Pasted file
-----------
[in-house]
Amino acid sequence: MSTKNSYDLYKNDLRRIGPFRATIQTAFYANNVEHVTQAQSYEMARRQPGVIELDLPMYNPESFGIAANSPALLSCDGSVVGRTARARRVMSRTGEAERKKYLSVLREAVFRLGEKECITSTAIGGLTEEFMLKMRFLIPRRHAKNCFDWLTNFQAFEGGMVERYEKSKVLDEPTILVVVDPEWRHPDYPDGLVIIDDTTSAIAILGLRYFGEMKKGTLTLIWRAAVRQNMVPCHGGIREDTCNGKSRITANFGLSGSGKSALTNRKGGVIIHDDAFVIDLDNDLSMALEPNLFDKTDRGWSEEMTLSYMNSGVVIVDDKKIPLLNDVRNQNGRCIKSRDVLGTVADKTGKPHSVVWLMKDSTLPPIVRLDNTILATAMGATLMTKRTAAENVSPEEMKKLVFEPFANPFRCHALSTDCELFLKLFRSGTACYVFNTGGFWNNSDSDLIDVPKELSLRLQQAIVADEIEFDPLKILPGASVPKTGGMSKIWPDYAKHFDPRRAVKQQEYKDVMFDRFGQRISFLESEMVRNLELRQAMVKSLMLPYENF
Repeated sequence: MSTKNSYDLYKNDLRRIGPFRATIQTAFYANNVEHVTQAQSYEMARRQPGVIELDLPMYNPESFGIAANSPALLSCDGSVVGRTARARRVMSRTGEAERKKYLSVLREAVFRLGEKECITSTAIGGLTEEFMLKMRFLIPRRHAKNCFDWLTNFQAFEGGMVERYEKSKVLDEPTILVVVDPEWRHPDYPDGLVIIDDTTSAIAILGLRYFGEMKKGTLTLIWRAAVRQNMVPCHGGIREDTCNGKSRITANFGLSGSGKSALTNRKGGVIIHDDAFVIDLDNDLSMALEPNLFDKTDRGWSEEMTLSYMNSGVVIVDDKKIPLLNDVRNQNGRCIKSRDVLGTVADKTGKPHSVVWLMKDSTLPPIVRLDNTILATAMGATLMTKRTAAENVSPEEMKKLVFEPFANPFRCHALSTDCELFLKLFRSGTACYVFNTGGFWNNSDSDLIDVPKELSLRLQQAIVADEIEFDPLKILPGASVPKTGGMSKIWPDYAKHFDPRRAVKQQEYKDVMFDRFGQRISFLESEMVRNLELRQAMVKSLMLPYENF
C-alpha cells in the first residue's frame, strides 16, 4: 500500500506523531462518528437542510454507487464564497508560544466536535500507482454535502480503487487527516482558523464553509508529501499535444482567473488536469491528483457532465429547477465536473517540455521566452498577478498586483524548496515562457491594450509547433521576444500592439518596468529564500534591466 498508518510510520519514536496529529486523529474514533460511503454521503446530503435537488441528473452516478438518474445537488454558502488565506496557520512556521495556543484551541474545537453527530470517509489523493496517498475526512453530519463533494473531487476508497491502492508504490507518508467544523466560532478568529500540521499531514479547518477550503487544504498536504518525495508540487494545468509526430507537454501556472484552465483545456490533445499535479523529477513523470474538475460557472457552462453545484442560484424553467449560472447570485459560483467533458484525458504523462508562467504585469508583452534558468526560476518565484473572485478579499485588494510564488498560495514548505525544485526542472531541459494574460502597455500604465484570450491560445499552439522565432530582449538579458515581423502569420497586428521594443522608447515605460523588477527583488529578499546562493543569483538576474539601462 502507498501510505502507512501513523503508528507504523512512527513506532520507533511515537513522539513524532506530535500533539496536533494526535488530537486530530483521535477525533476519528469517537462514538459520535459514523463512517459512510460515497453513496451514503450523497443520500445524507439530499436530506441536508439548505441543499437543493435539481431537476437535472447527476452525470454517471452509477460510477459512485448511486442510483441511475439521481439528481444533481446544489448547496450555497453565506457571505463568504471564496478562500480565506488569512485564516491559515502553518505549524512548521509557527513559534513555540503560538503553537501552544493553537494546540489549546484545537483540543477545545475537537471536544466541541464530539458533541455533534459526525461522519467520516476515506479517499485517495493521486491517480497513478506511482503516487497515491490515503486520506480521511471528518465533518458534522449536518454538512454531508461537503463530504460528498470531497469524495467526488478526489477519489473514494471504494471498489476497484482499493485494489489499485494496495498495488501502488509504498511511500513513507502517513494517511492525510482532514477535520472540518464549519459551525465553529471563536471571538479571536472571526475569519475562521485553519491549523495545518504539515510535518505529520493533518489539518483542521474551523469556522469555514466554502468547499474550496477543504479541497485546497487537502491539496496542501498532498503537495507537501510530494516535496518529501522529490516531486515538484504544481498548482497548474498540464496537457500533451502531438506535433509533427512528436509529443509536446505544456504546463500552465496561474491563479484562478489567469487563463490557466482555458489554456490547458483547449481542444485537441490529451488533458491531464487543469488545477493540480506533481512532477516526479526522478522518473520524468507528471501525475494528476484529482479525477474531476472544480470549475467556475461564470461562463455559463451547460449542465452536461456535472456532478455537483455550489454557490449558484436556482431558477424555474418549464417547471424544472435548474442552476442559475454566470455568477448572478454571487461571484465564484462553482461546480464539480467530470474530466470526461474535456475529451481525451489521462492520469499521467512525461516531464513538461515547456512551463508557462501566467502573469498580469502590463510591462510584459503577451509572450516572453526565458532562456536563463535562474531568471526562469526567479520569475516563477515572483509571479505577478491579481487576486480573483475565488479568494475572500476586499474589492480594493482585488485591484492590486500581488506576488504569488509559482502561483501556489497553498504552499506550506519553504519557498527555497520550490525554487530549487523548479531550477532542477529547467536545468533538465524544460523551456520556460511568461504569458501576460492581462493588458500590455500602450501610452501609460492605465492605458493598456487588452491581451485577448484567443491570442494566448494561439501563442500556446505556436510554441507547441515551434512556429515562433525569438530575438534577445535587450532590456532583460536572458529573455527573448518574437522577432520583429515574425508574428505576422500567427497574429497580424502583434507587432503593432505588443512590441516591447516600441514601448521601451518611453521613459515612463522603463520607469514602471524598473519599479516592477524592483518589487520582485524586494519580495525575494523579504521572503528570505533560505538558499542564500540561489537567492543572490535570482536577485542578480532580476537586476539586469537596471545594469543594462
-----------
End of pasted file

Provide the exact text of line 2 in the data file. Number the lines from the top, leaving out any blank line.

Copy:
Amino acid sequence: MSTKNSYDLYKNDLRRIGPFRATIQTAFYANNVEHVTQAQSYEMARRQPGVIELDLPMYNPESFGIAANSPALLSCDGSVVGRTARARRVMSRTGEAERKKYLSVLREAVFRLGEKECITSTAIGGLTEEFMLKMRFLIPRRHAKNCFDWLTNFQAFEGGMVERYEKSKVLDEPTILVVVDPEWRHPDYPDGLVIIDDTTSAIAILGLRYFGEMKKGTLTLIWRAAVRQNMVPCHGGIREDTCNGKSRITANFGLSGSGKSALTNRKGGVIIHDDAFVIDLDNDLSMALEPNLFDKTDRGWSEEMTLSYMNSGVVIVDDKKIPLLNDVRNQNGRCIKSRDVLGTVADKTGKPHSVVWLMKDSTLPPIVRLDNTILATAMGATLMTKRTAAENVSPEEMKKLVFEPFANPFRCHALSTDCELFLKLFRSGTACYVFNTGGFWNNSDSDLIDVPKELSLRLQQAIVADEIEFDPLKILPGASVPKTGGMSKIWPDYAKHFDPRRAVKQQEYKDVMFDRFGQRISFLESEMVRNLELRQAMVKSLMLPYENF